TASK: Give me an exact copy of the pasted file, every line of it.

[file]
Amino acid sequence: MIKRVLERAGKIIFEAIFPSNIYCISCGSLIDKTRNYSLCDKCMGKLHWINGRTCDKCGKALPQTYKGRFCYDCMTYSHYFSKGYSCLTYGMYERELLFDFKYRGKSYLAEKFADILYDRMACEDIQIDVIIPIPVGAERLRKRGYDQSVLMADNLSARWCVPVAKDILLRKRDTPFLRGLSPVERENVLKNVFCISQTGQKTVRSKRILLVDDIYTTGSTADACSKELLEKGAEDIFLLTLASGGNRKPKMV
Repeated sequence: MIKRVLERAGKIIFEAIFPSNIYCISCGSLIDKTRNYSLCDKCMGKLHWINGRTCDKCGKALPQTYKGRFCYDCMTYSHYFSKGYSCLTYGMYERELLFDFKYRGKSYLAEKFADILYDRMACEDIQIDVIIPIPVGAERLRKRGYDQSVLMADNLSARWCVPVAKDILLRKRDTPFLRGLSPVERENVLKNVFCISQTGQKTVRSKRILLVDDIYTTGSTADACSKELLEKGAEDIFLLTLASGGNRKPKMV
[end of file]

Amino acid sequence: MIKRVLERAGKIIFEAIFPSNIYCISCGSLIDKTRNYSLCDKCMGKLHWINGRTCDKCGKALPQTYKGRFCYDCMTYSHYFSKGYSCLTYGMYERELLFDFKYRGKSYLAEKFADILYDRMACEDIQIDVIIPIPVGAERLRKRGYDQSVLMADNLSARWCVPVAKDILLRKRDTPFLRGLSPVERENVLKNVFCISQTGQKTVRSKRILLVDDIYTTGSTADACSKELLEKGAEDIFLLTLASGGNRKPKMV
Repeated sequence: MIKRVLERAGKIIFEAIFPSNIYCISCGSLIDKTRNYSLCDKCMGKLHWINGRTCDKCGKALPQTYKGRFCYDCMTYSHYFSKGYSCLTYGMYERELLFDFKYRGKSYLAEKFADILYDRMACEDIQIDVIIPIPVGAERLRKRGYDQSVLMADNLSARWCVPVAKDILLRKRDTPFLRGLSPVERENVLKNVFCISQTGQKTVRSKRILLVDDIYTTGSTADACSKELLEKGAEDIFLLTLASGGNRKPKMV